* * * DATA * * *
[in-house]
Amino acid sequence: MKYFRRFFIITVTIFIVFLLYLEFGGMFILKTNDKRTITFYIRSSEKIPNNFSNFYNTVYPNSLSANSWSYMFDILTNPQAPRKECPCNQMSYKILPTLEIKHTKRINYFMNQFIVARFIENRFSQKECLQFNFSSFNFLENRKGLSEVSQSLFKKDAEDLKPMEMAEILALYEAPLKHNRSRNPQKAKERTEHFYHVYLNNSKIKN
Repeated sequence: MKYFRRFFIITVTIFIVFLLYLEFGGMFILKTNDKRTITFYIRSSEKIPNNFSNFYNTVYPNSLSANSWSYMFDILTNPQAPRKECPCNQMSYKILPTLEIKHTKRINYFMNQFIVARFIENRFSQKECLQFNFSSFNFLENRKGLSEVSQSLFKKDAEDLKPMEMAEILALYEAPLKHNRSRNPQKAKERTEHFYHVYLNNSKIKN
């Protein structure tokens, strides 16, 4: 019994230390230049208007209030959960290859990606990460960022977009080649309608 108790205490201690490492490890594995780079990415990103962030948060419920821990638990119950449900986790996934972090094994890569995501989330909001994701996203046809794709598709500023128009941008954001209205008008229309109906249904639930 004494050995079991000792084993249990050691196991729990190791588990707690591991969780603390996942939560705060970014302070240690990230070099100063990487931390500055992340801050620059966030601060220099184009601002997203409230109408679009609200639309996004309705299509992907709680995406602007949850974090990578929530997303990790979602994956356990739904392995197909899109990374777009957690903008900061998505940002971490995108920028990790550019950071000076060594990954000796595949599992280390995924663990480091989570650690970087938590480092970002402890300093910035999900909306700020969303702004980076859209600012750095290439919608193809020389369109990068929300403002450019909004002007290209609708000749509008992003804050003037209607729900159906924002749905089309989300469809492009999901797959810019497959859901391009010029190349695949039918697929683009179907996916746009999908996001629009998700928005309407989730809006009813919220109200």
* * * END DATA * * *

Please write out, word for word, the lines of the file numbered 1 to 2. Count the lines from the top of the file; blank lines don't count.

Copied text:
[in-house]
Amino acid sequence: MKYFRRFFIITVTIFIVFLLYLEFGGMFILKTNDKRTITFYIRSSEKIPNNFSNFYNTVYPNSLSANSWSYMFDILTNPQAPRKECPCNQMSYKILPTLEIKHTKRINYFMNQFIVARFIENRFSQKECLQFNFSSFNFLENRKGLSEVSQSLFKKDAEDLKPMEMAEILALYEAPLKHNRSRNPQKAKERTEHFYHVYLNNSKIKN